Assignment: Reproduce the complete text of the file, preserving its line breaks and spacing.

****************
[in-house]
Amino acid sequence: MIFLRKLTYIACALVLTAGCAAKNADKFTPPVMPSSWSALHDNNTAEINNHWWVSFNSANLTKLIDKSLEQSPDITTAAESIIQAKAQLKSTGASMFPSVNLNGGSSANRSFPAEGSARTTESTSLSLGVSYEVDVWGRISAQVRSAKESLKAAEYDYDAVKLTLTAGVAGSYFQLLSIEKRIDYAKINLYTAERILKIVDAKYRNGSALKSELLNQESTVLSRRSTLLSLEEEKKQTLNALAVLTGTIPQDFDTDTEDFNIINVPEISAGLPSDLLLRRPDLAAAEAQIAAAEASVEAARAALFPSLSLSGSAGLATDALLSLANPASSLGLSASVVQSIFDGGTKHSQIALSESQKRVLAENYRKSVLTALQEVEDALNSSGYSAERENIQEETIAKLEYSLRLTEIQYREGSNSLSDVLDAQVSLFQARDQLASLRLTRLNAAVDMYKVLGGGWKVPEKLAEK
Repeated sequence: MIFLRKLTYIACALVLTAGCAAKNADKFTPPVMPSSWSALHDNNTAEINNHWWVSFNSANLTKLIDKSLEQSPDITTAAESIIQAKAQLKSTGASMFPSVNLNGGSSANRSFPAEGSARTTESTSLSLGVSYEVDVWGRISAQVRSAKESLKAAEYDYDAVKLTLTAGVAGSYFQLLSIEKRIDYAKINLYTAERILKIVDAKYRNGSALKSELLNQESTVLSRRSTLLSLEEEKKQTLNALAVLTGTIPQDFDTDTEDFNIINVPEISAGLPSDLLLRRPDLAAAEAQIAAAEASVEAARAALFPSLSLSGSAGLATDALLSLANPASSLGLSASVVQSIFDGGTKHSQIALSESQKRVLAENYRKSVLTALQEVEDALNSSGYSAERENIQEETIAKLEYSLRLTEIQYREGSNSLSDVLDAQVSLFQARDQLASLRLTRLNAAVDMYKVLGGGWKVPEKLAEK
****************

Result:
[in-house]
Amino acid sequence: MIFLRKLTYIACALVLTAGCAAKNADKFTPPVMPSSWSALHDNNTAEINNHWWVSFNSANLTKLIDKSLEQSPDITTAAESIIQAKAQLKSTGASMFPSVNLNGGSSANRSFPAEGSARTTESTSLSLGVSYEVDVWGRISAQVRSAKESLKAAEYDYDAVKLTLTAGVAGSYFQLLSIEKRIDYAKINLYTAERILKIVDAKYRNGSALKSELLNQESTVLSRRSTLLSLEEEKKQTLNALAVLTGTIPQDFDTDTEDFNIINVPEISAGLPSDLLLRRPDLAAAEAQIAAAEASVEAARAALFPSLSLSGSAGLATDALLSLANPASSLGLSASVVQSIFDGGTKHSQIALSESQKRVLAENYRKSVLTALQEVEDALNSSGYSAERENIQEETIAKLEYSLRLTEIQYREGSNSLSDVLDAQVSLFQARDQLASLRLTRLNAAVDMYKVLGGGWKVPEKLAEK
Repeated sequence: MIFLRKLTYIACALVLTAGCAAKNADKFTPPVMPSSWSALHDNNTAEINNHWWVSFNSANLTKLIDKSLEQSPDITTAAESIIQAKAQLKSTGASMFPSVNLNGGSSANRSFPAEGSARTTESTSLSLGVSYEVDVWGRISAQVRSAKESLKAAEYDYDAVKLTLTAGVAGSYFQLLSIEKRIDYAKINLYTAERILKIVDAKYRNGSALKSELLNQESTVLSRRSTLLSLEEEKKQTLNALAVLTGTIPQDFDTDTEDFNIINVPEISAGLPSDLLLRRPDLAAAEAQIAAAEASVEAARAALFPSLSLSGSAGLATDALLSLANPASSLGLSASVVQSIFDGGTKHSQIALSESQKRVLAENYRKSVLTALQEVEDALNSSGYSAERENIQEETIAKLEYSLRLTEIQYREGSNSLSDVLDAQVSLFQARDQLASLRLTRLNAAVDMYKVLGGGWKVPEKLAEK